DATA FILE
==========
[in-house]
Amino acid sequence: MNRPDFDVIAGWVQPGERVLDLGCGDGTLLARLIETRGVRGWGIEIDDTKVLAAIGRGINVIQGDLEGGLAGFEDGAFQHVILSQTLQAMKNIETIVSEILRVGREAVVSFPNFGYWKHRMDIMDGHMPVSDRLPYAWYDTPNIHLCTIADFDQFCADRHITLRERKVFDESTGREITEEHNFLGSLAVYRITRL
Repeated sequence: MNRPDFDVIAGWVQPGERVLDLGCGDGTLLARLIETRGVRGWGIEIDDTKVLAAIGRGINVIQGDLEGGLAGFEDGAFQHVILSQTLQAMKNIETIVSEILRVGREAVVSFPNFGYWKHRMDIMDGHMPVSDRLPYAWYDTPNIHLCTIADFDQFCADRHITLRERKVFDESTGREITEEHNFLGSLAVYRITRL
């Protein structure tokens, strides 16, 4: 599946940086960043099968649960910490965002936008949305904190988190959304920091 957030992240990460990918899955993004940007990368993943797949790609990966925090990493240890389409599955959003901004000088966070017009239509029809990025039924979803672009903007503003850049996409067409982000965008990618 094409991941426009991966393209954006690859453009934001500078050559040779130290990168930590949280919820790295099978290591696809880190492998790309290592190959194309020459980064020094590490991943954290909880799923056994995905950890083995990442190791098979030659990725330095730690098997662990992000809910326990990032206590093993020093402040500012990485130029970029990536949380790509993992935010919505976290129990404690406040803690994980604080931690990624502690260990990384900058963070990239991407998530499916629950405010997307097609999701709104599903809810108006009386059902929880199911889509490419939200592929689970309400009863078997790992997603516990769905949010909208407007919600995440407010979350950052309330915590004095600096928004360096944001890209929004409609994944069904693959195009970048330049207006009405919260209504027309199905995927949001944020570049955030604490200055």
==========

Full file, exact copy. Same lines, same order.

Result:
[in-house]
Amino acid sequence: MNRPDFDVIAGWVQPGERVLDLGCGDGTLLARLIETRGVRGWGIEIDDTKVLAAIGRGINVIQGDLEGGLAGFEDGAFQHVILSQTLQAMKNIETIVSEILRVGREAVVSFPNFGYWKHRMDIMDGHMPVSDRLPYAWYDTPNIHLCTIADFDQFCADRHITLRERKVFDESTGREITEEHNFLGSLAVYRITRL
Repeated sequence: MNRPDFDVIAGWVQPGERVLDLGCGDGTLLARLIETRGVRGWGIEIDDTKVLAAIGRGINVIQGDLEGGLAGFEDGAFQHVILSQTLQAMKNIETIVSEILRVGREAVVSFPNFGYWKHRMDIMDGHMPVSDRLPYAWYDTPNIHLCTIADFDQFCADRHITLRERKVFDESTGREITEEHNFLGSLAVYRITRL
């Protein structure tokens, strides 16, 4: 599946940086960043099968649960910490965002936008949305904190988190959304920091 957030992240990460990918899955993004940007990368993943797949790609990966925090990493240890389409599955959003901004000088966070017009239509029809990025039924979803672009903007503003850049996409067409982000965008990618 094409991941426009991966393209954006690859453009934001500078050559040779130290990168930590949280919820790295099978290591696809880190492998790309290592190959194309020459980064020094590490991943954290909880799923056994995905950890083995990442190791098979030659990725330095730690098997662990992000809910326990990032206590093993020093402040500012990485130029970029990536949380790509993992935010919505976290129990404690406040803690994980604080931690990624502690260990990384900058963070990239991407998530499916629950405010997307097609999701709104599903809810108006009386059902929880199911889509490419939200592929689970309400009863078997790992997603516990769905949010909208407007919600995440407010979350950052309330915590004095600096928004360096944001890209929004409609994944069904693959195009970048330049207006009405919260209504027309199905995927949001944020570049955030604490200055």